Carol Platt Liebau

Tuesday, January 18, 2005

More on the comments from the hapless president of Harvard, Lawrence Summers.

Again, it seems to me that the entire controversy is being blown out of proportion by the usual coterie of feminists in search of a protest. As this follow up piece makes clear, Dr. Summers was exploring various theories that would explain the underrepresentation of women in the sciences. One of these theories is that because of brain structure, women have somewhat less aptitude for the sciences -- much as it's been posited that women have somewhat greater aptitude in the language and emotional expression areas.

Anybody who thinks that Dr. Summers is denigrating women as a gender is just wrong. What he postulated is that there might be a biological component -- it's like saying that men are stronger than women. Of course it's a generalization -- some womem are much better at the sciences than some men, just as some women are much stronger than some men. What he's talking about is a vast generalization. On the whole, men are, indeed, stronger than women. There's no shame in that. It's just a fact.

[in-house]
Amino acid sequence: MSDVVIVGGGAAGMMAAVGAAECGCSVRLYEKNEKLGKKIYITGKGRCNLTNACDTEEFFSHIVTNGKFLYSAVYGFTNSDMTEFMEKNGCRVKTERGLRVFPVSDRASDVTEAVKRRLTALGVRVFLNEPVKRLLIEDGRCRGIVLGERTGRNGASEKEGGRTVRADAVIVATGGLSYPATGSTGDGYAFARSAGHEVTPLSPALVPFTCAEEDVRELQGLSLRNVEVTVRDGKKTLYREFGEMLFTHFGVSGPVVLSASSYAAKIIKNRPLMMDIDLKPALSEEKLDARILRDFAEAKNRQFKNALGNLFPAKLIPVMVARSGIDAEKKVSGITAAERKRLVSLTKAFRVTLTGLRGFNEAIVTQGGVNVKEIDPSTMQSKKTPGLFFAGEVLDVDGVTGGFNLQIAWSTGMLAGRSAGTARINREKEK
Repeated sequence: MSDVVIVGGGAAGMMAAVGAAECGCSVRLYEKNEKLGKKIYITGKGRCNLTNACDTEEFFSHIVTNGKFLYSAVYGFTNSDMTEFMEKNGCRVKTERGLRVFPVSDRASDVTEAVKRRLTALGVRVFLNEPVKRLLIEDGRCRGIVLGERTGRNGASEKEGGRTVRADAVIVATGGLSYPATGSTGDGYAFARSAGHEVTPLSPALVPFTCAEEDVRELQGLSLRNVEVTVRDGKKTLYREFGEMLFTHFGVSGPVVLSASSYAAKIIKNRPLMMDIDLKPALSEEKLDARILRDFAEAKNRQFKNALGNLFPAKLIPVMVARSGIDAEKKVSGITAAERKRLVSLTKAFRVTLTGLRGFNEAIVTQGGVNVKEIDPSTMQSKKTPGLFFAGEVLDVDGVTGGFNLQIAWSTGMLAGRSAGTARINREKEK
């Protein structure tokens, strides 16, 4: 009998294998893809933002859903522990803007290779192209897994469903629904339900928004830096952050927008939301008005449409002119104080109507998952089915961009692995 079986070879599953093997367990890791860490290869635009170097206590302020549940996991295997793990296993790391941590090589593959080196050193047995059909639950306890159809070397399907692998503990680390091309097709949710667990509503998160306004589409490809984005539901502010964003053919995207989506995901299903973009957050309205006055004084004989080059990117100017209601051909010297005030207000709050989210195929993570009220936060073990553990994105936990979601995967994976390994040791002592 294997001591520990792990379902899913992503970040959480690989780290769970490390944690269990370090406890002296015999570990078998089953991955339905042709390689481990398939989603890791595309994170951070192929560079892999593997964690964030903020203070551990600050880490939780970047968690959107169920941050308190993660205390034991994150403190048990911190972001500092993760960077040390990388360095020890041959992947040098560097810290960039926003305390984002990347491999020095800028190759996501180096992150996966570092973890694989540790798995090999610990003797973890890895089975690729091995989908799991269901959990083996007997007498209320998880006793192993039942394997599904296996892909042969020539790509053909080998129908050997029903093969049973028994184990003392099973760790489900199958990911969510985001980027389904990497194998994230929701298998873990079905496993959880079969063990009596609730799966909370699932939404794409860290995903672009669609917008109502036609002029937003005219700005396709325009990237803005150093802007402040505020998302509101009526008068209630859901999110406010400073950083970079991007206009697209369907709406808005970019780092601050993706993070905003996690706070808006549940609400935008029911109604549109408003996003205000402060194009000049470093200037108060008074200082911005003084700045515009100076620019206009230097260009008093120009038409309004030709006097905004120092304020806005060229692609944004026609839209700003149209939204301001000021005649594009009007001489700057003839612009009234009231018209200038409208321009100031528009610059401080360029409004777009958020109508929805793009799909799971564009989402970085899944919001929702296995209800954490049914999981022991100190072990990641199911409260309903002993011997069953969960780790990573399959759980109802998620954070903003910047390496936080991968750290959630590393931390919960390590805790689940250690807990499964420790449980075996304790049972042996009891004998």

That he is broadly generalizing doesn't make what he's saying inaccurate as a whole, though it may be inaccurate in a great many cases. And given the overall intellectual aptitude of the typical Harvard undergraduate, it can hardly be construed as a slur against Harvard's female students . . . who would be in the population that's generally more likely to be better at the sciences than many men who are not at Harvard or a similar college.

What's so annoying is having to witness another example of PC feminists attempting to stifle free inquiry. I'd like to know if there are gender differences that explain why women are underrepresented in the sciences -- because if there aren't (and there isn't some other reason, like some uniquely demanding lifestyle demanded by a profession in the sciences, as Dr. Summer also postulates), well, maybe there is some type of invidious discrimination. And all fair minded people then have a stake in ensuring that such behavior be stopped (given the blood, sweat and tears put into recruiting women for the sciences, though, I tend to doubt discrimination is the problem).

But it's wrong to short-circuit the inquiry and jump right to the left wing's favorite theory -- discrimination. Nor is it fair not to explore every avenue because it might "discourage" some women. If you're tough enough to be a top flight scientist, you should be sufficiently committed to the spirit of free inquiry to permit any plausible theory to be dispassionately investigated.


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